Beagles and Cottontails

By Larry Dablemont, Contributing Columnist
Posted 12/8/21

For most of two hours, the little beagle had struck trail after trail, and hotly pursued a half dozen cottontails in circles that wound around broam sedge, cedar thickets and patches of briar and …

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Beagles and Cottontails

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For most of two hours, the little beagle had struck trail after trail, and hotly pursued a half dozen cottontails in circles that wound around broam sedge, cedar thickets and patches of briar and sumac. 

I found a brushpile with a log in the top of it and carefully situated myself atop the mass of branches, many of which sported long, sharp locust thorns.  I faced west and the little beagle pushed the cottontail toward me from the north. But the rabbit veered left and I caught a glimpse of him coming down a trail to the east of my brushpile, about to pass behind me.

There was no way to turn, I could do little more than swing my 20 gauge with my right arm, lead him a little and squeeze off an awkward one-hand shot.  To my surprise, the cottontail tumbled, intercepted by a wide pattern at 25 yards.  There wasn’t much recoil but I nearly lost my balance and pitched into the locust thorns.  My friend, who was watching, was laughing at my gyrations atop the brushpile, but he couldn’t believe it when I retrieved the cottontail.

It seems almost certain that when God was creating the animals of the earth, he made beagles right after he made cottontails.   Without the cottontail, what would a beagle have to live for? 

Actually beagles developed for hunting purposes a few hundred years.  The ancestors of the modern beagle were brought to America between 1860 and 1870 but they were larger dogs, probably used more to trail deer than rabbits. In fact, even today there are two sizes of beagles recognized, the 13-inch dog, and the 15-inch dog. Taller beagles are still used in much of the south and southeast to trail deer. The shorter ones are popular in the Midwest where running deer with dogs is illegal but chasing rabbits is not.

The shorter and slower the beagle, the better the results as a rabbit hound. The reason for that is… a cottontail prefers not to leave his home area and he runs in a circle when pursued. Eventually, he’ll come back around to the thicket or briar patch where he was originally scented and put to flight.  If he is hotly pursued, he runs harder and the circle is much larger and wider.  If he feels pushed, in danger of being caught, he’ll look for hollow logs or holes in the ground.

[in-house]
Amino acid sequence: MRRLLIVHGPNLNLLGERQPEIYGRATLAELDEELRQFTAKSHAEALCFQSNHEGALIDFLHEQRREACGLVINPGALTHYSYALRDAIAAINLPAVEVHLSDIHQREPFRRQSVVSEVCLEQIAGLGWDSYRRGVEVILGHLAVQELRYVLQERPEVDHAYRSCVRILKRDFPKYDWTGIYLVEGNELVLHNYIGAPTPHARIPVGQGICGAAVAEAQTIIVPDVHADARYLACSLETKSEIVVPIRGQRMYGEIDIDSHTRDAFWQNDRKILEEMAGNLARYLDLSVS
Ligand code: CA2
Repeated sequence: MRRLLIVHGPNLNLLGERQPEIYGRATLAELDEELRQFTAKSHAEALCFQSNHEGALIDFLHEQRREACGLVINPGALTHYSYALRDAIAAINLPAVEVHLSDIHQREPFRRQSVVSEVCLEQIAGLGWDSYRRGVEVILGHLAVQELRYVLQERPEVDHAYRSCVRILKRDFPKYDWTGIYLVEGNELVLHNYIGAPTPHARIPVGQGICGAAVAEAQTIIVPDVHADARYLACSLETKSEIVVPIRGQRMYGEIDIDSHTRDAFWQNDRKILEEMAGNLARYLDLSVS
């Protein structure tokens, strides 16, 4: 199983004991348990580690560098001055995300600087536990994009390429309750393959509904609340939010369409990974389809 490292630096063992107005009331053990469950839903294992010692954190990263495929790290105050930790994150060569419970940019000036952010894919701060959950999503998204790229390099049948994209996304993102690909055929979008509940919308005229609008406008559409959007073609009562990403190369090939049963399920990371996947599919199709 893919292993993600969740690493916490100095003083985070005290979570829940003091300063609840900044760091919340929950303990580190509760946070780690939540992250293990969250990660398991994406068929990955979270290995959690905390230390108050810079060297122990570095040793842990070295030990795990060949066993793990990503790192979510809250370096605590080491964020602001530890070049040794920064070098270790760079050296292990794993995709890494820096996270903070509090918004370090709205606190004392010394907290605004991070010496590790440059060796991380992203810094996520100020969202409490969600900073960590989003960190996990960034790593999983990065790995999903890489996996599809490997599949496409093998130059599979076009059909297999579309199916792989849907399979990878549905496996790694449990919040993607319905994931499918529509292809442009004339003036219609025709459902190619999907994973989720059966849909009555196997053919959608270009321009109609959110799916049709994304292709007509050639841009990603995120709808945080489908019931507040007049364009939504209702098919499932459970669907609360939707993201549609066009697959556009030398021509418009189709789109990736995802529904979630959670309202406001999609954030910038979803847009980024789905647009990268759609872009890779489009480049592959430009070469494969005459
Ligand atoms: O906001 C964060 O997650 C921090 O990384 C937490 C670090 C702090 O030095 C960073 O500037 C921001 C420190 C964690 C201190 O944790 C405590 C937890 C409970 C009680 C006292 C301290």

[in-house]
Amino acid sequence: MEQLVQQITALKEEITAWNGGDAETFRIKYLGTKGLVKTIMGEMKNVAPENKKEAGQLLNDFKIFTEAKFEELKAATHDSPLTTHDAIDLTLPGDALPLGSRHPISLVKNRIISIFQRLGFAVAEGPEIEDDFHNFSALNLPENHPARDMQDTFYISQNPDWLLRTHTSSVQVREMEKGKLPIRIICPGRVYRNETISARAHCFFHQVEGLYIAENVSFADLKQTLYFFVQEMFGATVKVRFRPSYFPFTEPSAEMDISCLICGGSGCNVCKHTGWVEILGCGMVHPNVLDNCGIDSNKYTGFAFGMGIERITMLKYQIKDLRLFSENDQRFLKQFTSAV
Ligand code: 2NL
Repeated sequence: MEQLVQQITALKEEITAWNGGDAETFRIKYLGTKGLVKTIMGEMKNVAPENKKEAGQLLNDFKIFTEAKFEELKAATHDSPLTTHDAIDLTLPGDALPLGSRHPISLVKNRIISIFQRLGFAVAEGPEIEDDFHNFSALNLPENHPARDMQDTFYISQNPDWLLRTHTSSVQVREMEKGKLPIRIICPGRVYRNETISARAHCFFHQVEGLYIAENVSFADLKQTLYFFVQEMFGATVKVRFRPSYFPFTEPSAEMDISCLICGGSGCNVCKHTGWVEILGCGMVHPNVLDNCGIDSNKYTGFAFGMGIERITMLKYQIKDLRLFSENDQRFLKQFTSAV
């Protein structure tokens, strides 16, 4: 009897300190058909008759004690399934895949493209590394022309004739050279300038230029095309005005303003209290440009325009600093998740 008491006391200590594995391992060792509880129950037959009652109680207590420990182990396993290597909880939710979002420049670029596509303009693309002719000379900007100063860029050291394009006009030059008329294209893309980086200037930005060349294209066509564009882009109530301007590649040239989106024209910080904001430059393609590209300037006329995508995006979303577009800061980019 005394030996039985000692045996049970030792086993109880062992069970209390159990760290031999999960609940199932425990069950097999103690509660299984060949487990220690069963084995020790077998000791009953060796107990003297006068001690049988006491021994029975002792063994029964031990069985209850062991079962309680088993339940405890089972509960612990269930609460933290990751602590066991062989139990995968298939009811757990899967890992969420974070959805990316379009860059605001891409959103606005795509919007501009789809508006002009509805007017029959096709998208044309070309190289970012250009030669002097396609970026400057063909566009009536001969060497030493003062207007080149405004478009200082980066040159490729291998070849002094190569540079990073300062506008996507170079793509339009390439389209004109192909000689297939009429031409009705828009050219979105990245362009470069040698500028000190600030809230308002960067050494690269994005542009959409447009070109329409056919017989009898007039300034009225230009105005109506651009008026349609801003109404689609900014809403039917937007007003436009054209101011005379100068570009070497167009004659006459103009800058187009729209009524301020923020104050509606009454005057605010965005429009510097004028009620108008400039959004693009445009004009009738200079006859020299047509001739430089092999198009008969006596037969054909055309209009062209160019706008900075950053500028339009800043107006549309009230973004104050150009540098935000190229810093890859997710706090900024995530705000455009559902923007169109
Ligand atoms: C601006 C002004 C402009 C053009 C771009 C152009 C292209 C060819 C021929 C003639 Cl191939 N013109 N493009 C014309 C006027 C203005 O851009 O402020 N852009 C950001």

Trailed slowly and methodically, the rabbit will hop along at a medium gait, and travel a much smaller circle. The advantages of hunting with a good beagle are obvious;  you’ll see more rabbits and you’ll have a second chance at many, because the beagle continues the chase and the cottontail will meander and circle again over a new trail which will likely bring him near the waiting hunter again.

If you hunt rabbits without a beagle, you will jump some ahead of you and never see them, simply because they hear you coming. With snow on the ground you can track cottontails but even then you’ll see far fewer than you’ll find with a beagle.  The little hound can track them with or without snow.  Hunters who jump-shoot cottontails get hasty, close shots at rapidly fleeing rabbits and the back legs too often catch too much shot, ruining the hindquarters as far as table value. Rabbits taken by waiting hunters as they are trailed by beagles can be head-shot. Some hunters take them with a .22 rifle when they hunt with dogs.

But if you ask any beagle enthusiast, he’ll tell you that finding more rabbits and getting better shots is not the main reason he hunts with a beagle.  It’s the music of the chase, and until you’ve heard a brace of beagles baying on the trail of cottontail, you haven’t really heard music. It is a song of elation... of pure, free excitement, from a little hound that never stops to think that he is engaged in a chase of futility. He’ll never catch a cottontail but he is rewarded by the hot scent of his quarry and enthralled with the job of untangling a twisting trail before it becomes cold. 

The best thing about a beagle is… he doesn’t need much training. He either has the nose and the ambition to trail or he doesn’t. It seems that most of them figure out their purpose in life when they see their first rabbit.  He’s the perfect hunting companion for someone who doesn’t have the time or temperament to train a dog. And his own temperament is perfect for a family environment.   

The beagle is gentle and calm at home, great with children.  But in the field he is in search of a trail to follow and that singleness of purpose makes him something to behold.  Still and all, to know a beagle you have to hear him and feel the excitement in his voice. You have to stand on a stump in a briar and broomsedge field and listen and watch and wait as the chase goes on.

If it’s too cold, with daytime temperatures under 20 degrees fahrenheit, rabbits will often hole up and move little. If the temperature gets above 30, but stays below 40, that’s when hunting is best.  And it’s good to have a little snow because cottontails are easier to see, moving through the cover against a white background.  But a beagle doesn’t have to see the rabbit.  His reward is inhaling the hot scent on the trail, and as he finds it, he sings that song of elation that men who hunt cottontails love to hear.  When there are two or three beagles together, it is a fascinating chorus, you want to hear again and again.

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